More than 700 artworks by students in Howard tell the stories of storytelling

Exhibit gives youngsters chance to show work in professional arena

March 29, 2001|By Lisa Respers | Lisa Respers,SUN STAFF

The artists could be forgiven if they got a little temperamental while searching for their work. After all, bedtime was quickly approaching for many of them.

Proud parents and even prouder students recently flooded the opening reception for "Telling Images: Stories in Art," an exhibit of artwork by Howard County students. The show, at Howard County Center for the Arts, has more than 700 pieces made by students in kindergarten through 12th grade.

"I think it's important to have this in a museum/gallery setting so the kids can see that what they do is sophisticated," said Barry Shauck, Howard County public schools instructional facilitator for the visual arts. "It's great for the students."

The show is part of an annual Youth Art Month exhibition. Art teachers at area public schools were invited to submit 15 to 20 pieces of work by students, and those creations were juried by a committee of art teachers. The selected works range from installation art to diaries and focus on the theme of storytelling.

Shauck said the exhibit in Columbia is tied to a show of the same title at the Art Institute of Chicago, which uses six masterpieces, with computer games and interactive displays, to tell stories from around the world. Members of the Art Institute Museum Education staff traveled to Howard County and met with teachers, Shauck said, to discuss the art institute's exhibit.

Students were invited to craft their ideas on telling stories, using visual art. "It's interesting to see the way the students develop as artists," Shauck said. "In the elementary grades, they stick with the usual: beginning, middle and end.

"At the middle school level, the students really enjoy that having to do with illusions and special effects," Shauck continued. "At the high school level, they become more metaphorical."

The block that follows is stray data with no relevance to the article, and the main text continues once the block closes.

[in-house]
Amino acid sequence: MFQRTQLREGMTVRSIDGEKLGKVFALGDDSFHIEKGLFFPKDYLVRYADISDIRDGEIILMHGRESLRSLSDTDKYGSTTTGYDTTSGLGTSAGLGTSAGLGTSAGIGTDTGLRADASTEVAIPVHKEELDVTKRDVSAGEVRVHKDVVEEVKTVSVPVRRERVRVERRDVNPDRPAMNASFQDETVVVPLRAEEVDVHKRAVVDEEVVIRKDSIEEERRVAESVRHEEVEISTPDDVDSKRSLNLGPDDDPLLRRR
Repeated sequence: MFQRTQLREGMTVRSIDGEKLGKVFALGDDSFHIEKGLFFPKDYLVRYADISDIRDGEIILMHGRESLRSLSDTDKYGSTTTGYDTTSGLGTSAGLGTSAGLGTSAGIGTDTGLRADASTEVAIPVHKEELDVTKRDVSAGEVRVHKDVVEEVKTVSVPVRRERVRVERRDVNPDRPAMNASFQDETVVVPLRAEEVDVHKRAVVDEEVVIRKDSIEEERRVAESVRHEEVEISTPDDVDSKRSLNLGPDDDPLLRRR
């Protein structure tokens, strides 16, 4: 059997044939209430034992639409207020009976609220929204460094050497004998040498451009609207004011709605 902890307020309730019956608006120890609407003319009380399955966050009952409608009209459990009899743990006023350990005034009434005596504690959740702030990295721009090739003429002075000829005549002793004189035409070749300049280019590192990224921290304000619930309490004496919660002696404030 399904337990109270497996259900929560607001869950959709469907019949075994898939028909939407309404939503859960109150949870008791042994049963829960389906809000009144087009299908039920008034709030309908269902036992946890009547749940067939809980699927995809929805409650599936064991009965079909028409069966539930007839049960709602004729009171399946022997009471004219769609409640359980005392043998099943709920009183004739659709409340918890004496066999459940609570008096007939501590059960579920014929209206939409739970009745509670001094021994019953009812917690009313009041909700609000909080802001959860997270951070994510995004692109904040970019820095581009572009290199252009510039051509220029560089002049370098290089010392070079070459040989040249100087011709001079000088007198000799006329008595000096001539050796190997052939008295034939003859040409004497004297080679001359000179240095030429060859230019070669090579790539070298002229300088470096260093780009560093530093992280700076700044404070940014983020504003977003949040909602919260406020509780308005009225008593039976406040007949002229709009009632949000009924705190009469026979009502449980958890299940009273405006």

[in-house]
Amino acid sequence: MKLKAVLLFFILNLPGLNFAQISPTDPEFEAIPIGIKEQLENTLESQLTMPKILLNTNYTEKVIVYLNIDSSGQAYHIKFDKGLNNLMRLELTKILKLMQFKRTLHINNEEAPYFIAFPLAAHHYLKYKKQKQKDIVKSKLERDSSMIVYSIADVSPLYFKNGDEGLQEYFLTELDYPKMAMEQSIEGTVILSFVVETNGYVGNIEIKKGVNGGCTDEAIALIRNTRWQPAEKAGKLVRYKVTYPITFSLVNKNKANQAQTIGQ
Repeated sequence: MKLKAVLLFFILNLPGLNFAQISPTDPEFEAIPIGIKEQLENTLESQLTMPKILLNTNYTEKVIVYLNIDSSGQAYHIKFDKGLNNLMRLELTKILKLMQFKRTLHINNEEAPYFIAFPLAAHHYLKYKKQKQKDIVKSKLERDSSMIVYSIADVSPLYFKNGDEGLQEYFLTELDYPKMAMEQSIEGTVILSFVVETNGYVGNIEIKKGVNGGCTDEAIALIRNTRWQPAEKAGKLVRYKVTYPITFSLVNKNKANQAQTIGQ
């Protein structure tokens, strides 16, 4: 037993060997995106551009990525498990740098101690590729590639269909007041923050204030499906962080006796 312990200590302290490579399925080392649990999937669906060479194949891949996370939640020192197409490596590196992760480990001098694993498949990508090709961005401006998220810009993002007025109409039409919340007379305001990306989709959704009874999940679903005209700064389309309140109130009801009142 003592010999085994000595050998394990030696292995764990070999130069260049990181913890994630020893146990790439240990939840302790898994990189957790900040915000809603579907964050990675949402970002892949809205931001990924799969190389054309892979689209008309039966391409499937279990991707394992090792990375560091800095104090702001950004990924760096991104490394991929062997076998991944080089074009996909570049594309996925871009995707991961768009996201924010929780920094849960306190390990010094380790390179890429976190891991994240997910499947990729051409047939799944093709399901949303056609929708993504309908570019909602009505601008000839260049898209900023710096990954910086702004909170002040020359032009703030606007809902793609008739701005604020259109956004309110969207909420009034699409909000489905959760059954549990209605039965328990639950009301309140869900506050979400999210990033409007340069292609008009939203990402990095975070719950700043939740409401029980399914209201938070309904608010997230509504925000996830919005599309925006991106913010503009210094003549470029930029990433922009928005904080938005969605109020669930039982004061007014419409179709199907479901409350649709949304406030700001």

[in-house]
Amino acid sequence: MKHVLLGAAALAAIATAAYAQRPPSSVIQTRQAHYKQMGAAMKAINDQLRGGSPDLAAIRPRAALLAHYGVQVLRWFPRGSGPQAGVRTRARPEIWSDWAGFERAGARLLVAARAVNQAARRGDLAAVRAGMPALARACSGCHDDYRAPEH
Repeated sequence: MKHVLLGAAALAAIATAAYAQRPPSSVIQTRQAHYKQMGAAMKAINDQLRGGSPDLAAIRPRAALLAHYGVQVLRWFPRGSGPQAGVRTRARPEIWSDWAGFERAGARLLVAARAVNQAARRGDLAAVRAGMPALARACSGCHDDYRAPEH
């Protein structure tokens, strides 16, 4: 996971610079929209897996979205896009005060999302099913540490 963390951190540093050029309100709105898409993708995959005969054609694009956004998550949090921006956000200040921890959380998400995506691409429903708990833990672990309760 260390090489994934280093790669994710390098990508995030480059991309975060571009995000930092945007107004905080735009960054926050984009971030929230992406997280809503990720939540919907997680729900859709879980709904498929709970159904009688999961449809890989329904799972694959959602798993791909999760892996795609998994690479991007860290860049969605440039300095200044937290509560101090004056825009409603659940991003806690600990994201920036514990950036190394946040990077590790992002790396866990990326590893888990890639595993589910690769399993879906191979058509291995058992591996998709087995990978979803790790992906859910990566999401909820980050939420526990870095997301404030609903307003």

During the exhibit's opening March 22, hundreds of students, parents and teachers roamed the show, stopping to pause and reflect over the multicolored paintings, sculptures and photos. Cries of "That's mine," and "I did that" rang throughout the gallery.

Kerry Powell proudly snapped pictures while his fiancee, Priscilla Groomes, shot video of the exhibit and their daughter, 9-year-old Kyonna Groomes-Powell. "We came to check out her art and show her that we support her," Powell said as his fourth-grader from Phelps Luck Elementary School smiled shyly.

Eight-year-old Billy Rothstein and his parents, Bill and Laurie, chatted with his 5-year-old brother Cody's art teacher, Rob Langevin. Billy, a third-grader at Ilchester Elementary School, is a seasoned artist with three shows under his belt.

"It's fun to do," he said, after strolling with his parents and little brother to admire his installation piece, the story of a monkey, parrot and deer playing a game of cards. "I'm proud."

Langevin, an art teacher at Ilchester, said shows such as the one at the art center give students "the kind of memories you always remember as an adult."

"It takes the little world of art in the classroom and brings it out to the community," Langevin said. "It's going to be viewed by so many people in the community."

Coleen West, executive director of Howard County Arts Council, said the annual student show is one of the best-attended events at the center. "The kids are so excited, and you hear them yelling `Here's my piece. Here's my piece,'" she said as she stood by the door logging in visitors with the press of a clicker. "It's just such a big deal for them to be in a professional space."

For one student, it's probably a foreshadowing of the future. Val Lucas, a 17-year-old senior at Mount Hebron High School, is one of the show's featured artists and the recent winner of the art guild's student scholarship. One of her pieces, an oil painting of Buddha painted over a self-portrait, was selected as the featured image on postcards announcing the show.

Lucassaid she enjoyed the feedback that being in a show allowed her. "It's interesting because I get to hear what people think about my work," Lucas said.

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